But they also reveal the caution, care and critical judgment we’ll need to apply, as individuals, to ensure we trust our new information partners, and the wide-open field for innovation that might help us precipitate the fog of news into a narrower stream of knowledge.

Here are four other outposts that, when considered as a group, illuminate the expanding universe of news.

  • Hopenhagen: Sponsored by the UN itself, funded by Coke, DuPont and other corporate partners, produced by Participant Media (the company that brought you Al Gore’s An Inconvenient Truth, with, at last count, more than 1.8 million online “votes” for a successful climate conference. It’s also nearly identical to …
  • tcktcktck: Claiming 11 million + signers of a different memo urging world leaders to do something “ambitious, fair and binding” about climate, and funded by 200+ partner organizations, such as Greenpeace, Amnesty International, World Wildlife Fund and Union of Concerned Scientists. Despite the different coalitions of backers, the similarity to Hopenhagen is striking. Both sites have the obligatory Facebook and Twitter streams and background briefings on what the Copenhagen conference is all about. Both sites are offered in multiple languages. Both present the story of Copenhagen as a call to action.
  • The Climate Pool: This is a curious experiment in global, social news distribution, albeit entirely in English, orchestrated by 20 news agencies, including The Associated Press, Agence France-Press, The Canadian Press and Russia’s Rianovosti. It consists entirely of a page on Facebook, where stories from all the partners stream for easy sharing and discussion by anyone who declares themself a Fan of the site. (Disclosure: The AP is a strategy client and a global partner of iFOCOS. But I wasn’t involved with building this particular experiment). It’s a news feed – something you might cobble together on your own with an RSS reader, with the added value (and ugliness) of being within Facebook. The Climate Pool illustrates a more social and collaborative approach to news distribution – far less obsessed with the brand or destination web sites, more obsessed with aggregation from multiple sources, and distribution and conversation through social networks.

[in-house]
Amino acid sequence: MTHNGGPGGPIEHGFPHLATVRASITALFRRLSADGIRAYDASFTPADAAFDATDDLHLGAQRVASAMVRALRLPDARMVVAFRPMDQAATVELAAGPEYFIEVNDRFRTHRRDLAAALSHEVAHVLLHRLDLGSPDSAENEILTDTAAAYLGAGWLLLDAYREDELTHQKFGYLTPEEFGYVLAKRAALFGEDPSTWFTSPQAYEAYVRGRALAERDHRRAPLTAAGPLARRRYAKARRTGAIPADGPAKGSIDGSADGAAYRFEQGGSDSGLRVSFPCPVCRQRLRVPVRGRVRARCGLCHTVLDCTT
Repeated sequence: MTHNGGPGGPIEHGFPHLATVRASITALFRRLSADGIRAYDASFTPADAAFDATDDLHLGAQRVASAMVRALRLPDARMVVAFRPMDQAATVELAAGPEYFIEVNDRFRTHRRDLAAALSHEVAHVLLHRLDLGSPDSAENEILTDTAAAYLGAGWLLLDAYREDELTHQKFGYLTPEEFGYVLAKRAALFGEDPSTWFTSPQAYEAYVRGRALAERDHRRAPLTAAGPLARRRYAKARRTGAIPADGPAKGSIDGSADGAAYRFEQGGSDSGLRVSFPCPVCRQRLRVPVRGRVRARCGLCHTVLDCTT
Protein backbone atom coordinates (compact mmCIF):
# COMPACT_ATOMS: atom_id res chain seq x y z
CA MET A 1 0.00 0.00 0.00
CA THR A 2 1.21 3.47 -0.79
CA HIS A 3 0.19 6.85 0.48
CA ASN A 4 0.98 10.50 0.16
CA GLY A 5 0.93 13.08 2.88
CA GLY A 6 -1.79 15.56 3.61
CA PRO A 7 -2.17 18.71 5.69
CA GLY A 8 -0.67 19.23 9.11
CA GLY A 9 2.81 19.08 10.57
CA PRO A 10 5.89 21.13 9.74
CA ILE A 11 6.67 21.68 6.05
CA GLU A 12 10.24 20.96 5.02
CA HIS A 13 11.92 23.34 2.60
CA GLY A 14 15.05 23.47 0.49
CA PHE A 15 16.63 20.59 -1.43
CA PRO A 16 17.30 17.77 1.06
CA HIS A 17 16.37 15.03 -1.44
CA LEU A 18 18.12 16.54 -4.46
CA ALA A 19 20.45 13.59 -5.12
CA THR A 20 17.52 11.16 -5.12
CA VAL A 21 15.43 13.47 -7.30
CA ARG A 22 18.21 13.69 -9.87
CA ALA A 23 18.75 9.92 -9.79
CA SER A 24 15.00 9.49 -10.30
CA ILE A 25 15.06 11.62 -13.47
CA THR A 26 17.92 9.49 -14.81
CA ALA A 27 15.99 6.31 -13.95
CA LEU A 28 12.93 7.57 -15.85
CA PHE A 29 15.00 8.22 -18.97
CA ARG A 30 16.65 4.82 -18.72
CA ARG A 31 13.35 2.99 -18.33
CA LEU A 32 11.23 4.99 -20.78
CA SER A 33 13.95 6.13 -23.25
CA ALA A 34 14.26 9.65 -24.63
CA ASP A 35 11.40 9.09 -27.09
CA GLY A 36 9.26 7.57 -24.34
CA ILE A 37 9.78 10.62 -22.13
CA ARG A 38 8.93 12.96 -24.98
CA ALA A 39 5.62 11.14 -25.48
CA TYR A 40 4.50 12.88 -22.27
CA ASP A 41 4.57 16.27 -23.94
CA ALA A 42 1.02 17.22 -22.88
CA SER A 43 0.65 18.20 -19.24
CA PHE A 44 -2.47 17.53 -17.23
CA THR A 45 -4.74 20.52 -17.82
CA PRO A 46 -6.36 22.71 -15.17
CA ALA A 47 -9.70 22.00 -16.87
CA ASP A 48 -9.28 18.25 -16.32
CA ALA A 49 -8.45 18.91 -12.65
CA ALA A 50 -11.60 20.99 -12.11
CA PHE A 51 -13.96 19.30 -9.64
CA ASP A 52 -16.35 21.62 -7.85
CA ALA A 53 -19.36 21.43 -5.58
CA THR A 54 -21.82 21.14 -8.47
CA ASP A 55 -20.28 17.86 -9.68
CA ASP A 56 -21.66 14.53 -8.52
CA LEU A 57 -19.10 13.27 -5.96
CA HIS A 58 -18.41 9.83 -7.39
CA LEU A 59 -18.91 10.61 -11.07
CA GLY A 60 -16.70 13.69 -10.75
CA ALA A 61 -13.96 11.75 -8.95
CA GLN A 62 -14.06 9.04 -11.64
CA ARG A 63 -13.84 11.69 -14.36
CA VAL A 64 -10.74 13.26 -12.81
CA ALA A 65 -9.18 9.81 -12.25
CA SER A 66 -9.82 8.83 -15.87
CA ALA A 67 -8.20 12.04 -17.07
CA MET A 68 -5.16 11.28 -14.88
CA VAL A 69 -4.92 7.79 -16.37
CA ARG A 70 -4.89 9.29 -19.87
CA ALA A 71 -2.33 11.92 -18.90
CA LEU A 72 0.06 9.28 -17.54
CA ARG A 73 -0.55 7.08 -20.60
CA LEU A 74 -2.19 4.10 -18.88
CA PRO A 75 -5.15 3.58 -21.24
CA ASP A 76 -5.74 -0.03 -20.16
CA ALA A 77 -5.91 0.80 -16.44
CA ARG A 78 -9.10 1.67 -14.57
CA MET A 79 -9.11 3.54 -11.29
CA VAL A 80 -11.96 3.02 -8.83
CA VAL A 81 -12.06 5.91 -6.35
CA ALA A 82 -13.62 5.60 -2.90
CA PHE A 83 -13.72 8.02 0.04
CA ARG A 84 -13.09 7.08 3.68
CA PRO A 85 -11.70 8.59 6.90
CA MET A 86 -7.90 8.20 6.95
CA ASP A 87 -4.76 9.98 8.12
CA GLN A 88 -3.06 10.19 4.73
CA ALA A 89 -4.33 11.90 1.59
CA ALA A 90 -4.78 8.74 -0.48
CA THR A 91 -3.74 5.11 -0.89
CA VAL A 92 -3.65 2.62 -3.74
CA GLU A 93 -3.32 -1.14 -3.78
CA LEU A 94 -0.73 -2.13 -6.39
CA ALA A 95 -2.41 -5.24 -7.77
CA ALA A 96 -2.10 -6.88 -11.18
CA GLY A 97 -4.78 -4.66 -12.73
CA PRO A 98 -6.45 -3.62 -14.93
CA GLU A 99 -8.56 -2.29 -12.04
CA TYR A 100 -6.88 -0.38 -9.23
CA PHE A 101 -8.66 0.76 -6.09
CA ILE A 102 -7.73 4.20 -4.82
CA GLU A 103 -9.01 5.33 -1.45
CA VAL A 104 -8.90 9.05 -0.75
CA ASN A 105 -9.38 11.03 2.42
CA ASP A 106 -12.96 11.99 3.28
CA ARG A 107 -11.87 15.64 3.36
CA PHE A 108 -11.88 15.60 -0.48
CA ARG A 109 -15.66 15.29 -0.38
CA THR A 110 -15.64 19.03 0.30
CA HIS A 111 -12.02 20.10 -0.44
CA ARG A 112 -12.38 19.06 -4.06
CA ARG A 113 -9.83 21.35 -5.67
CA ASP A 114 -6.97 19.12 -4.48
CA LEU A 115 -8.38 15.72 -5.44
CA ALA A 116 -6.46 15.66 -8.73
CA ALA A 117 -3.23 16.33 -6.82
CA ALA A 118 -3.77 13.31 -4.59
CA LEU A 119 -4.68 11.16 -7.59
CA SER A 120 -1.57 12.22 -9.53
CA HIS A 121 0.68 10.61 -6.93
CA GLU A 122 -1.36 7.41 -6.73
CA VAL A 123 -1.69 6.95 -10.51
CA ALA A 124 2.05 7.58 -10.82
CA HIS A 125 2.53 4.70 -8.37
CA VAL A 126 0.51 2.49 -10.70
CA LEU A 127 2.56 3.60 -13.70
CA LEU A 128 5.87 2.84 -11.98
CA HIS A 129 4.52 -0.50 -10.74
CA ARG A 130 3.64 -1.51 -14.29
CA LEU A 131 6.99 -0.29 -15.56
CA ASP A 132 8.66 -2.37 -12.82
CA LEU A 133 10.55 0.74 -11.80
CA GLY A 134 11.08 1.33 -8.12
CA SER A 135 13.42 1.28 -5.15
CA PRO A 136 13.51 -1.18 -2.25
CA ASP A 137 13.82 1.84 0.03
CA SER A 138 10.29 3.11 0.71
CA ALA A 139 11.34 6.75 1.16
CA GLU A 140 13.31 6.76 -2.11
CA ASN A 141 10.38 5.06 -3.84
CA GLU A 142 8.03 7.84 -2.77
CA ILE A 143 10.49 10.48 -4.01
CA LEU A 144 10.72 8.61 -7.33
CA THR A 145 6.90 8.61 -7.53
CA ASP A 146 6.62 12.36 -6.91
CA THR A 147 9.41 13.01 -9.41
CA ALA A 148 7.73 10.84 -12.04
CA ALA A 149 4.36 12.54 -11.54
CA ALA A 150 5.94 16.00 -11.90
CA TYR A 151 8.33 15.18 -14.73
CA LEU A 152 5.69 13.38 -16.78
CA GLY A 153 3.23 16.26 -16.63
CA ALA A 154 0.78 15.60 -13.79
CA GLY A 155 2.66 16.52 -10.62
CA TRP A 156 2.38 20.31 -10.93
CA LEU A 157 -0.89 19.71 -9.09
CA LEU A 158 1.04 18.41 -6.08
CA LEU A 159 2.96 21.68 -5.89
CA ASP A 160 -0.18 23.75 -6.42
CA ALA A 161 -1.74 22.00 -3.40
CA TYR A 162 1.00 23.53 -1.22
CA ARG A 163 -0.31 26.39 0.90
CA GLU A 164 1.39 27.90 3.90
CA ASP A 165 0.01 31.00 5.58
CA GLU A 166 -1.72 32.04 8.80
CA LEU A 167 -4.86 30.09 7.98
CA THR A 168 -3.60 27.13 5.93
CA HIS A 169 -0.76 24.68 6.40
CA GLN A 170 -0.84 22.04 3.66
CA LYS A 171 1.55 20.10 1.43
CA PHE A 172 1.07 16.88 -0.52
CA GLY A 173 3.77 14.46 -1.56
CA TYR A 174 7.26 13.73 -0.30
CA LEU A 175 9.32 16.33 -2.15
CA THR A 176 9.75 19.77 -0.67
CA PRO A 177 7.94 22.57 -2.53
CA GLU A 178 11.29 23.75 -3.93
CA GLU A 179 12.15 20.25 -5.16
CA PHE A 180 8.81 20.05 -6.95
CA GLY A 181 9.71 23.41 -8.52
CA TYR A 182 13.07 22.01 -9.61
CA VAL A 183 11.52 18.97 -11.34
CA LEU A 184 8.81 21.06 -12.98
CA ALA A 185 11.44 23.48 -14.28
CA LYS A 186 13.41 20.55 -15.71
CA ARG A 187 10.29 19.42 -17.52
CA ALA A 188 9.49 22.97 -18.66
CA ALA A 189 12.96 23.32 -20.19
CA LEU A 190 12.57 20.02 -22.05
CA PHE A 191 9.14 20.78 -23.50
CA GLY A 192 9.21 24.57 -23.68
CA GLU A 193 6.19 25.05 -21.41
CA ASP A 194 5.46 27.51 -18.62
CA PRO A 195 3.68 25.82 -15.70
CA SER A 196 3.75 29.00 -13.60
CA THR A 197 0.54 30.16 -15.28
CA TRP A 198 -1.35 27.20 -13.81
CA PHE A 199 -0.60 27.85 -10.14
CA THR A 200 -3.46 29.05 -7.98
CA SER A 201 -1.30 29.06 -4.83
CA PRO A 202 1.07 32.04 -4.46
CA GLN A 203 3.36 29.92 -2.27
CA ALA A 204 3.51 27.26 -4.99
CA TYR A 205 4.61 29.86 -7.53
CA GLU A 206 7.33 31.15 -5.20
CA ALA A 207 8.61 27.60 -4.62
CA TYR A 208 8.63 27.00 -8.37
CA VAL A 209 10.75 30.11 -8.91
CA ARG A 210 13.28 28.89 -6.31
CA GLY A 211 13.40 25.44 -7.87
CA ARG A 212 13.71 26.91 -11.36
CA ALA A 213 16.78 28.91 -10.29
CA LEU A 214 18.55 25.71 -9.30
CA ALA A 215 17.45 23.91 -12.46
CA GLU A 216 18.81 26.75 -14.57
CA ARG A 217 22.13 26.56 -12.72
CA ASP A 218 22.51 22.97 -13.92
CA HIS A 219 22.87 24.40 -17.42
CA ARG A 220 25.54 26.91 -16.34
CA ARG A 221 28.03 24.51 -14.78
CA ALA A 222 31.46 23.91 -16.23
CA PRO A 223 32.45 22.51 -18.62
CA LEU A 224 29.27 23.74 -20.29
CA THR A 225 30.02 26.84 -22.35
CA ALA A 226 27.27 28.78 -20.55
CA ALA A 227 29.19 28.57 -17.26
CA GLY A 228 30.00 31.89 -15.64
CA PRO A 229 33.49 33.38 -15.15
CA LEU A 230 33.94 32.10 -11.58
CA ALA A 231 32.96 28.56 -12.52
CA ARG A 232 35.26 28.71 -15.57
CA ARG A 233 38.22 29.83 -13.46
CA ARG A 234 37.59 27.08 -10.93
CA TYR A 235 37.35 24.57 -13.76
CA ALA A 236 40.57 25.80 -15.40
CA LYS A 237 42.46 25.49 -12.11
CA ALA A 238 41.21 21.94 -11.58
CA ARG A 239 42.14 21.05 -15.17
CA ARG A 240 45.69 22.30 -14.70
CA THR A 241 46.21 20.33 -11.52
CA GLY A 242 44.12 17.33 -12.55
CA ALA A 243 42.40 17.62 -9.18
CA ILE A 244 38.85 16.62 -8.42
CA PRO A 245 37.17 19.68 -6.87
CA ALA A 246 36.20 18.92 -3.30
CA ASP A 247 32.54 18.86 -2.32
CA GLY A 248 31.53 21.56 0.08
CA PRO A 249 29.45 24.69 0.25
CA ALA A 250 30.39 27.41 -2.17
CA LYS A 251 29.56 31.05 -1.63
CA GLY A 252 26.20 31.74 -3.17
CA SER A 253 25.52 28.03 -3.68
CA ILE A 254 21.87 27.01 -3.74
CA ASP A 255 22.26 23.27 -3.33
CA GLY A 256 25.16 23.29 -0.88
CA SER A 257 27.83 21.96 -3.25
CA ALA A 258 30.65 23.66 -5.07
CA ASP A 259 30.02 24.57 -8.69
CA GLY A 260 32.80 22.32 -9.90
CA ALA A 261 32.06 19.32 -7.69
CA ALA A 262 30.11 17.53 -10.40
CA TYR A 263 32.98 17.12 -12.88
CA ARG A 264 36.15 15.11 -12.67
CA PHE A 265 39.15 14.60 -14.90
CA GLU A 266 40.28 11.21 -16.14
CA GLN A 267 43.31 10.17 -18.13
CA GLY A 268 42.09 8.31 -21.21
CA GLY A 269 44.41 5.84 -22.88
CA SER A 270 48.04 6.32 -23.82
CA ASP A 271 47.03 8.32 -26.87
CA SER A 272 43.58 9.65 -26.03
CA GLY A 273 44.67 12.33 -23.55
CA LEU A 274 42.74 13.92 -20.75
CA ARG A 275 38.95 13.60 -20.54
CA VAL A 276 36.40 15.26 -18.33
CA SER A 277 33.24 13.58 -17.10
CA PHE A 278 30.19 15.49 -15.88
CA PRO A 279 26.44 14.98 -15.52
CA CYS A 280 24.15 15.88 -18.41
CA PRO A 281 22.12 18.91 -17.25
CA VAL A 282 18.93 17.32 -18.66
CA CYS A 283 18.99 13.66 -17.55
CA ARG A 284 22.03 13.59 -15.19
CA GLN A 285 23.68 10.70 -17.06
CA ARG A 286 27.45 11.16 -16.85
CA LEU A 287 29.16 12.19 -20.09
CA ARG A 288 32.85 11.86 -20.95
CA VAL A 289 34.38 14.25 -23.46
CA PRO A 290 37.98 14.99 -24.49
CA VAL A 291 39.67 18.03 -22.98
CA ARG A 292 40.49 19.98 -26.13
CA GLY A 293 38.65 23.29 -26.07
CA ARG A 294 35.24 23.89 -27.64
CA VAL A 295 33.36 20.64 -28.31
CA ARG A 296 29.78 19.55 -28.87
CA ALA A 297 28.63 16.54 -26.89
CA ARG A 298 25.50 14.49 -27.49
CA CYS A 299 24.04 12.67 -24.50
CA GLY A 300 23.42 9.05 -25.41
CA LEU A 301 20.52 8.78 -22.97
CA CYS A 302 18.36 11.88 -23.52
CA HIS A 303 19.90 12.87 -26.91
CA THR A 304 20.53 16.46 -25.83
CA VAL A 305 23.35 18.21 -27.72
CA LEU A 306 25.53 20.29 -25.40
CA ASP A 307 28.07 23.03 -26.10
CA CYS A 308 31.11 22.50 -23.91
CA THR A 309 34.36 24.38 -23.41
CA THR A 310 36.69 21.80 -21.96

• Consequences by Noor: Rather than drawing attention to the people and action (and carbon footprint) of the climate summit, photo agency Noor tries to tell the story of climate itself through a series of visual essays produced by a world-class team of photographers. The subjects include: a massive pine beetle kill in British Columbia, genocide in Darfur, the rising sea level in the Maldives, Nenet reindeer herders in Siberia, Inuit hunters in Greenland, a looming crisis in Kolkata, India, coal mining in Poland, oil sand extraction in Canada and the deforestation of the Amazon Rainforest by Brazilian cattle ranchers. Sponsors included Nikon, Greenpeace, Oxfam and the Press Photographers Association of Denmark. The work was also featured in a series of photo galleries published by, where I first saw it. Here social networking and chatter take a back seat to traditional values that have become rarer in a world of perpetual status updates – and shrinking investments in news: craft, viewpoint and images that convey the weight of change. For all the glitz, calls to action and social verve of Hopenhagen and tcktcktck, this speaks to me most clearly, most poignantly.